Report: Japan disaster to hit automakers globally

March 22, 2011

Report: Japan disaster to hit automakers globally

The Detroit News

Every major automaker worldwide will be affected by the disaster in Japan by mid-to-late April, according to a report released Monday by automotive forecasters IHS Global Insight of Northville.

“It is not a matter of if, but when,” said Michael Robinet, IHS’s Director of Automotive Forecast, in an analysis of the impact of the disaster that halted domestic vehicle production and affected the parts supply chain.

The ripple effect is already being felt at plants around the world but Robinet expects the impact to grow in the coming weeks and months because many automakers rely on Japanese-sourced components such as semi-conductors, integrated circuits, sensors and LCD displays.

Many of those parts were in short supply before the disaster.

Future shortages could include resins and synthetic rubber from Japan, the IHS forecasts, and the region has many engine and powertrain parts plants.

Ford Motor Co. holds meetings “hourly” as it scrambles to keep its supply chain intact and its plants running, said spokesman Todd Nissen.

IHS calculates Japan’s lost production at more than 337,000 vehicles by the end of this week — because all plants in that country have been idled since the quake — and 450,000 by the end of March, if all remain closed. The daily production loss is about 37,000 cars and trucks.

This week, Toyota Motor Corp. and Nissan Motor Co. plan to gingerly resume production of components for overseas plants and later in the week restart vehicle assembly in Japan.

Robinet said it could take seven weeks of full production, with overtime, for each facility to make up for one week of lost production. Japan accounts for about 13 percent of global production, he said.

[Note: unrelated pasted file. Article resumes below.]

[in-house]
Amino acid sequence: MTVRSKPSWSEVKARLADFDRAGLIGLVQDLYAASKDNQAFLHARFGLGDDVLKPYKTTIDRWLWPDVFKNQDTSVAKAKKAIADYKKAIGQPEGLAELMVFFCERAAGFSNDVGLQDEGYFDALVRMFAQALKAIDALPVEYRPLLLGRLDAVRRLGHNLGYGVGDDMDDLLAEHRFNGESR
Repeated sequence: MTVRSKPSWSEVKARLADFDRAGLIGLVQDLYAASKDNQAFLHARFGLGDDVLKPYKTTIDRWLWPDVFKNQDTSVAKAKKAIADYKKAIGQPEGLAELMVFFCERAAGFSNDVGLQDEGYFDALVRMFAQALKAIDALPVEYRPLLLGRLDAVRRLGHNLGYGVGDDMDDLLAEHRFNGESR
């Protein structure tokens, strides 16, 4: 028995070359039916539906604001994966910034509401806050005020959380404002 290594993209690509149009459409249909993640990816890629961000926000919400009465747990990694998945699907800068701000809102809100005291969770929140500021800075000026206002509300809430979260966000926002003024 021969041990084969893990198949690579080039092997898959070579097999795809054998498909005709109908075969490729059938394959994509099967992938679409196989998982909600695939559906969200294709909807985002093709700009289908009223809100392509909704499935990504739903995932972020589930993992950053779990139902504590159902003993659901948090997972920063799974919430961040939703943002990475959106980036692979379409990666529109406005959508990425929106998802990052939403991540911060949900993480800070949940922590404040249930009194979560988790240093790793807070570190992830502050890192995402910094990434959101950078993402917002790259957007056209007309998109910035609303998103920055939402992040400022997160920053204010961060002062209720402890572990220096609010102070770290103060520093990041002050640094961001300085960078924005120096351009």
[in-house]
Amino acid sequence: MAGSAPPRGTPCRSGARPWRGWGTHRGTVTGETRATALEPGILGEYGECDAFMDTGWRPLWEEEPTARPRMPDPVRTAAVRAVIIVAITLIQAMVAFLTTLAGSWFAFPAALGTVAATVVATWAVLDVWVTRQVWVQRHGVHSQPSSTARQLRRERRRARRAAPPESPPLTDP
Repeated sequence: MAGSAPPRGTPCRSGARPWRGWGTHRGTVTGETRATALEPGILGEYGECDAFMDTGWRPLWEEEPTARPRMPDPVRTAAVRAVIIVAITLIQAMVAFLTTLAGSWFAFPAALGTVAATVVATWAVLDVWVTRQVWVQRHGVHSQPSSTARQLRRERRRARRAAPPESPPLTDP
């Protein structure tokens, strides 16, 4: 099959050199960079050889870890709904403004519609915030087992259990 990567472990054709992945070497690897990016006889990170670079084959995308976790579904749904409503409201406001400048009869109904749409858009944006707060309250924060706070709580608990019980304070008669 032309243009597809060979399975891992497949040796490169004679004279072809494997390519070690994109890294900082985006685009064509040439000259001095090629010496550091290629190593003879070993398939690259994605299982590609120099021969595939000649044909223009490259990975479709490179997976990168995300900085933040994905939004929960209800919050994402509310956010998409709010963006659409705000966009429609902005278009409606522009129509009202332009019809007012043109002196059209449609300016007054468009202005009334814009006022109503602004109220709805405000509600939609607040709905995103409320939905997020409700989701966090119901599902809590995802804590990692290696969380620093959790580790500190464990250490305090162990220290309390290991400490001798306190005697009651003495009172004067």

Some of the most fuel-efficient Japanese vehicles are built in Japan and as supplies diminish, prices will creep up and incentives will evaporate, said IHS analyst Aaron Bragman in a separate report released Monday. says prices of Japanese models in the U.S. are rising already, with the Toyota Prius up $169, on average, in the past week, Bragman notes.

“If the supply of imported Japanese fuel-efficient vehicles cannot be restored quickly, an opportunity may arise for well-placed competitors to start stealing U.S. market share from Japanese automakers,” Bragman said.

Ford is well-situated, with a number of new models that get 40 mpg. General Motors Co. also has new small vehicles, including the Chevrolet Volt hybrid. Hyundai Motor Co. has strong contenders for those buyers, too.

Ford is seeing no additional sales blip because of a shortage of Japanese models, in part because it is too early to detect such signs, said sales analyst George Pipas.

Gas prices created a demand for smaller vehicles and hybrids. Ford has a 40-day supply of those vehicles, compared with 60 days on average, Pipas said. “The domestics are not in a situation to take advantage of anybody,” Pipas said, given inventory levels.

Chrysler Group LLC met with its dealer council late last week, and no one reported increased showroom traffic because of the Japanese crisis, said spokesman Ralph Kisiel.

Competitors can capitalize on shortages only if they have the parts to keep their own plants running.

All are monitoring their supply lines closely.

So far, lost volume outside Japan is only about 10,000 vehicles, according to Robinet. That includes GM’s truck plant in Shreveport, La., which suspended work because of parts shortages.

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